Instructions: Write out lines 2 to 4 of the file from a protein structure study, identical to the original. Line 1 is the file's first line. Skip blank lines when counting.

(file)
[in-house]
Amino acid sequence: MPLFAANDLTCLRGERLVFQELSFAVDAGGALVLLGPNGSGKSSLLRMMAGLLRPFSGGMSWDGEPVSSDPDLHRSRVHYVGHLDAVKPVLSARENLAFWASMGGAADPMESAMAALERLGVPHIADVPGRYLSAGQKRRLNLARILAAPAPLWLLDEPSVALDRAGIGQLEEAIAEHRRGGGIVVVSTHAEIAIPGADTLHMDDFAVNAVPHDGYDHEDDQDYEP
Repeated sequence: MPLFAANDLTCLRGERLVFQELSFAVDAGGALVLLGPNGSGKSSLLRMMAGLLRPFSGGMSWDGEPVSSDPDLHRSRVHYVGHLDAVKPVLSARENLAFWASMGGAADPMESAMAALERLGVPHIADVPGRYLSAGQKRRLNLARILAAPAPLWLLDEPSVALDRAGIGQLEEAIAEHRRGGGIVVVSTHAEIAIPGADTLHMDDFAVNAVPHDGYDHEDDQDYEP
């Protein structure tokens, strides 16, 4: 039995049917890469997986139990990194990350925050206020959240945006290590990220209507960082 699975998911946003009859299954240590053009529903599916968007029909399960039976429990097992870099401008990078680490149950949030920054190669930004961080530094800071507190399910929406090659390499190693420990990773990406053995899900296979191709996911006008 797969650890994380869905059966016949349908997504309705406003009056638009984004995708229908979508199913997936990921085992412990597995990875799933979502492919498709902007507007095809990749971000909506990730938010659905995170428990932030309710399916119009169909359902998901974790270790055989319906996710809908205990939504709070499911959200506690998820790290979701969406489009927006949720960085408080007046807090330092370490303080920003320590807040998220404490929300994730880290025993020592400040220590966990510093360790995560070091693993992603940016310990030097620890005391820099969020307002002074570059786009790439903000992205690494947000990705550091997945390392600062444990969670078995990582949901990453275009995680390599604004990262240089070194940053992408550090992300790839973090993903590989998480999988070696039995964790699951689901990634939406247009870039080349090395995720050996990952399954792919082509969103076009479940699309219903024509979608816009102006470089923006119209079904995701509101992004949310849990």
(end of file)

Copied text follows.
Amino acid sequence: MPLFAANDLTCLRGERLVFQELSFAVDAGGALVLLGPNGSGKSSLLRMMAGLLRPFSGGMSWDGEPVSSDPDLHRSRVHYVGHLDAVKPVLSARENLAFWASMGGAADPMESAMAALERLGVPHIADVPGRYLSAGQKRRLNLARILAAPAPLWLLDEPSVALDRAGIGQLEEAIAEHRRGGGIVVVSTHAEIAIPGADTLHMDDFAVNAVPHDGYDHEDDQDYEP
Repeated sequence: MPLFAANDLTCLRGERLVFQELSFAVDAGGALVLLGPNGSGKSSLLRMMAGLLRPFSGGMSWDGEPVSSDPDLHRSRVHYVGHLDAVKPVLSARENLAFWASMGGAADPMESAMAALERLGVPHIADVPGRYLSAGQKRRLNLARILAAPAPLWLLDEPSVALDRAGIGQLEEAIAEHRRGGGIVVVSTHAEIAIPGADTLHMDDFAVNAVPHDGYDHEDDQDYEP
């Protein structure tokens, strides 16, 4: 039995049917890469997986139990990194990350925050206020959240945006290590990220209507960082 699975998911946003009859299954240590053009529903599916968007029909399960039976429990097992870099401008990078680490149950949030920054190669930004961080530094800071507190399910929406090659390499190693420990990773990406053995899900296979191709996911006008 797969650890994380869905059966016949349908997504309705406003009056638009984004995708229908979508199913997936990921085992412990597995990875799933979502492919498709902007507007095809990749971000909506990730938010659905995170428990932030309710399916119009169909359902998901974790270790055989319906996710809908205990939504709070499911959200506690998820790290979701969406489009927006949720960085408080007046807090330092370490303080920003320590807040998220404490929300994730880290025993020592400040220590966990510093360790995560070091693993992603940016310990030097620890005391820099969020307002002074570059786009790439903000992205690494947000990705550091997945390392600062444990969670078995990582949901990453275009995680390599604004990262240089070194940053992408550090992300790839973090993903590989998480999988070696039995964790699951689901990634939406247009870039080349090395995720050996990952399954792919082509969103076009479940699309219903024509979608816009102006470089923006119209079904995701509101992004949310849990």